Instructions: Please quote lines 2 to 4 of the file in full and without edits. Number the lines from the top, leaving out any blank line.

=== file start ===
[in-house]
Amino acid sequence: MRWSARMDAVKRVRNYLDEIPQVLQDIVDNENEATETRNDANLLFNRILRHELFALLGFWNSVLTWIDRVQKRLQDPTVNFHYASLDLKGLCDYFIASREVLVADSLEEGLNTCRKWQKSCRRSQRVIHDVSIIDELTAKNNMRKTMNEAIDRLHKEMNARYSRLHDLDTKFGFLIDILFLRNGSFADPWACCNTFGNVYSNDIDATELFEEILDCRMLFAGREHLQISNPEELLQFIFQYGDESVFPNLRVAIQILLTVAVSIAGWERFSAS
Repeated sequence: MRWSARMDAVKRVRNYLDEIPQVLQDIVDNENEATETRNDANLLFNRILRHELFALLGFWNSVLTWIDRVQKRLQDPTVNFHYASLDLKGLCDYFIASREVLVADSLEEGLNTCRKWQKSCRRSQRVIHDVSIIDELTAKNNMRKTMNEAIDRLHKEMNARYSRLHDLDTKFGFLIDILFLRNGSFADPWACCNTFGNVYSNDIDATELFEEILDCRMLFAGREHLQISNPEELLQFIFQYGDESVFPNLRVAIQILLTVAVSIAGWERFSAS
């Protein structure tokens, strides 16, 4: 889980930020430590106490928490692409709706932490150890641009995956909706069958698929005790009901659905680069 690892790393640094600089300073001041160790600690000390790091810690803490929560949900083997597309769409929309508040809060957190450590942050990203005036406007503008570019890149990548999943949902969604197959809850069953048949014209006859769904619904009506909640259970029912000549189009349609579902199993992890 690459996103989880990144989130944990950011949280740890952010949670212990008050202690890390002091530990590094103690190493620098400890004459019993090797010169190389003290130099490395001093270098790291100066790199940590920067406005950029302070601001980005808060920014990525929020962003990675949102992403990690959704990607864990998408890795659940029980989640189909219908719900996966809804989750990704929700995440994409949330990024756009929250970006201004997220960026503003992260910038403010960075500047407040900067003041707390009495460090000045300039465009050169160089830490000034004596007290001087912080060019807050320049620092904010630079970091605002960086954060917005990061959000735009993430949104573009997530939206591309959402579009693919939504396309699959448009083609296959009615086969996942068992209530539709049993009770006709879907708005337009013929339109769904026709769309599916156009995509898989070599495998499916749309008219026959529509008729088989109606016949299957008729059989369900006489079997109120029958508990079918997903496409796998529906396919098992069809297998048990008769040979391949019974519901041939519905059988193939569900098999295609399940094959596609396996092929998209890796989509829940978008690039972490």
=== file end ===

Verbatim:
Amino acid sequence: MRWSARMDAVKRVRNYLDEIPQVLQDIVDNENEATETRNDANLLFNRILRHELFALLGFWNSVLTWIDRVQKRLQDPTVNFHYASLDLKGLCDYFIASREVLVADSLEEGLNTCRKWQKSCRRSQRVIHDVSIIDELTAKNNMRKTMNEAIDRLHKEMNARYSRLHDLDTKFGFLIDILFLRNGSFADPWACCNTFGNVYSNDIDATELFEEILDCRMLFAGREHLQISNPEELLQFIFQYGDESVFPNLRVAIQILLTVAVSIAGWERFSAS
Repeated sequence: MRWSARMDAVKRVRNYLDEIPQVLQDIVDNENEATETRNDANLLFNRILRHELFALLGFWNSVLTWIDRVQKRLQDPTVNFHYASLDLKGLCDYFIASREVLVADSLEEGLNTCRKWQKSCRRSQRVIHDVSIIDELTAKNNMRKTMNEAIDRLHKEMNARYSRLHDLDTKFGFLIDILFLRNGSFADPWACCNTFGNVYSNDIDATELFEEILDCRMLFAGREHLQISNPEELLQFIFQYGDESVFPNLRVAIQILLTVAVSIAGWERFSAS
């Protein structure tokens, strides 16, 4: 889980930020430590106490928490692409709706932490150890641009995956909706069958698929005790009901659905680069 690892790393640094600089300073001041160790600690000390790091810690803490929560949900083997597309769409929309508040809060957190450590942050990203005036406007503008570019890149990548999943949902969604197959809850069953048949014209006859769904619904009506909640259970029912000549189009349609579902199993992890 690459996103989880990144989130944990950011949280740890952010949670212990008050202690890390002091530990590094103690190493620098400890004459019993090797010169190389003290130099490395001093270098790291100066790199940590920067406005950029302070601001980005808060920014990525929020962003990675949102992403990690959704990607864990998408890795659940029980989640189909219908719900996966809804989750990704929700995440994409949330990024756009929250970006201004997220960026503003992260910038403010960075500047407040900067003041707390009495460090000045300039465009050169160089830490000034004596007290001087912080060019807050320049620092904010630079970091605002960086954060917005990061959000735009993430949104573009997530939206591309959402579009693919939504396309699959448009083609296959009615086969996942068992209530539709049993009770006709879907708005337009013929339109769904026709769309599916156009995509898989070599495998499916749309008219026959529509008729088989109606016949299957008729059989369900006489079997109120029958508990079918997903496409796998529906396919098992069809297998048990008769040979391949019974519901041939519905059988193939569900098999295609399940094959596609396996092929998209890796989509829940978008690039972490």